A microscopic piece of heraldry necessarily stands condemned, because it merely pretends to hint that the owner thinks himself a person of distinction, instead of performing the true function of enabling the casual observer to identify the owner. Monograms and unostentatious heraldry are therefor the badge of the parvenu, and such heraldry is usually bogus. Genuine arms are almost always displayed boldly and beautifully at every possible opportunity, indoors and out. --
Thomas Innes of Learney, Scots Heraldry, pp. 161-162
I'm an Academic Herald. I'm not a "real" herald; I don't register people's coats of arms (though I can certainly suggest designs for those who might be interested). What I do is study, research, teach, and write about heraldry. And I like to share what I have learned about heraldry, hence this blog. I hope that you'll find it informative, interesting at least occasionally, and worth your time to come back. Got a question? Comments? Feel free to let me know. I'd love to hear from you. You can find my contact information in my Profile.
This is what happens when an heraldic artist has never seen anything more than a very rough description of an heraldic beast when painting ...
Genealogical Speakers Guild
Genealogical Speakers Guild
Monday, April 15, 2019
Some Heraldry That I Did See
I felt that I ought to make up for having only almost seen the heraldry I talked about in my last post. And, sure enough, because frankly, I'm always looking for coats of arms, I saw some.
Well, to be honest, I wasn't driving at the time, and so I wasn't having to watch the road like last time. I was walking, and when I'm walking I get to look around a lot more.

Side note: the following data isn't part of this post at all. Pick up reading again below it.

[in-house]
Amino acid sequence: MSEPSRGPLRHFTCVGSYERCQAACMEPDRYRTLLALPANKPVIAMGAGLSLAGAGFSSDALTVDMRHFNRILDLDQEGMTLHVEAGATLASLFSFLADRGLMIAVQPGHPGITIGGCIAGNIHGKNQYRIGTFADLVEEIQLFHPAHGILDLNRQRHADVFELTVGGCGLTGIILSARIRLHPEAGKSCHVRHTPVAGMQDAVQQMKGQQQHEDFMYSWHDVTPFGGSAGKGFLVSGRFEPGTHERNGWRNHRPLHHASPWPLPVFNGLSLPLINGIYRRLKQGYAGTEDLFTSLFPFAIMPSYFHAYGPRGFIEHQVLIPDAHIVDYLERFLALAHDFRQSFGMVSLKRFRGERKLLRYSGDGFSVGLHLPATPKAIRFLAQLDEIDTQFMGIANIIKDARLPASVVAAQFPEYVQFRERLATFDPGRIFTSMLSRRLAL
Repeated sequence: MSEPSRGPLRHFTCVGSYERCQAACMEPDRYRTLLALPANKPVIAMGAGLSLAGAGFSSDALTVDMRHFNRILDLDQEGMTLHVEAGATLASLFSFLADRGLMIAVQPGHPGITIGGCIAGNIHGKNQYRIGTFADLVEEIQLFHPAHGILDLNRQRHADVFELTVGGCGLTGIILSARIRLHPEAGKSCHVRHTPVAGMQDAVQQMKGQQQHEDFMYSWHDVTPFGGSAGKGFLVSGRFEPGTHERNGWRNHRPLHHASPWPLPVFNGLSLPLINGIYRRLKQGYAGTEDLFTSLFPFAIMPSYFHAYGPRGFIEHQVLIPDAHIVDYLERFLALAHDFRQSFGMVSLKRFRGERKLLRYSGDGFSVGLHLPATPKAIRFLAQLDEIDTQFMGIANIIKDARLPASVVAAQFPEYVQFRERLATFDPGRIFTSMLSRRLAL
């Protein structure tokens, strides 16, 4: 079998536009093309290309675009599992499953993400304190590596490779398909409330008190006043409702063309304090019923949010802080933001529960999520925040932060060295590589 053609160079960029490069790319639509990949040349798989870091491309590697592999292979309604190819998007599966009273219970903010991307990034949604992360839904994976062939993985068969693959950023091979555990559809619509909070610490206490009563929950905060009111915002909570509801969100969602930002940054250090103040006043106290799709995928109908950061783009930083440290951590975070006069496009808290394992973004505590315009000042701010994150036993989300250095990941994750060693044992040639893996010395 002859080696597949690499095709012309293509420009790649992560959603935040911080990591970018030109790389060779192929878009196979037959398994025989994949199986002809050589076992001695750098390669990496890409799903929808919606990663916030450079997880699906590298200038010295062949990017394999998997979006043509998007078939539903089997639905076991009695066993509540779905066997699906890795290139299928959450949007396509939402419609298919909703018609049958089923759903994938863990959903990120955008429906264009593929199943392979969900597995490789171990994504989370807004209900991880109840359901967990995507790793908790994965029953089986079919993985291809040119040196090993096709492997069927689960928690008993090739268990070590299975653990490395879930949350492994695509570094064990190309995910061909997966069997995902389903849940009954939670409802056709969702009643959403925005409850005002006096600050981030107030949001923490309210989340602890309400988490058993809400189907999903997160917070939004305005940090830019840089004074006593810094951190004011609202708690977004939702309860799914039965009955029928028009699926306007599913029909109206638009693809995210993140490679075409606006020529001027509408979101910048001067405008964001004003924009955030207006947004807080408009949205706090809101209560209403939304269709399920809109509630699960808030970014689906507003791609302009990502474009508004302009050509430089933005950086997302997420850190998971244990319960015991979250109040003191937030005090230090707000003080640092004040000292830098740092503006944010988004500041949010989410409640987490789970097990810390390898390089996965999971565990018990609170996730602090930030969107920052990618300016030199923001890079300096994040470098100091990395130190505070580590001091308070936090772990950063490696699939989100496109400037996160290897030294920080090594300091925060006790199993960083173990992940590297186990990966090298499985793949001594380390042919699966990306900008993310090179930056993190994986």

And while I was walking and looking around, I saw this bit of pseudo-heraldry:
It is, as you can see, the logo of the Heritage School of Texas here in Dallas.
While it is on an heraldic shield, it is not especially heraldic: the green stuff on each side of the demi-hawk/falcon reguardant is presumably meant to be taken as a laurel wreath; the blue on blue "sunrise" in base is somewhat odd; and they felt the need to include "Founded 2011" on the shield, too.
The motto (for some reason placed across the shield rather than under or over it) is Videre ut Deus Videt (We see that God sees).
The school "provides a challenging Christian education to student of average to above average ability, who have learning differences." It is located in the buildings of Congregation Shearith Israel which, as you might guess from the name, is a Jewish synagogue. I'm not at all sure how that relationship works, but who am I to judge?
Anyway, I just wanted you to know that I didn't miss seeing (and photographing) this bit of pseudo-heraldry, and that, once again, "you can find heraldry everywhere!"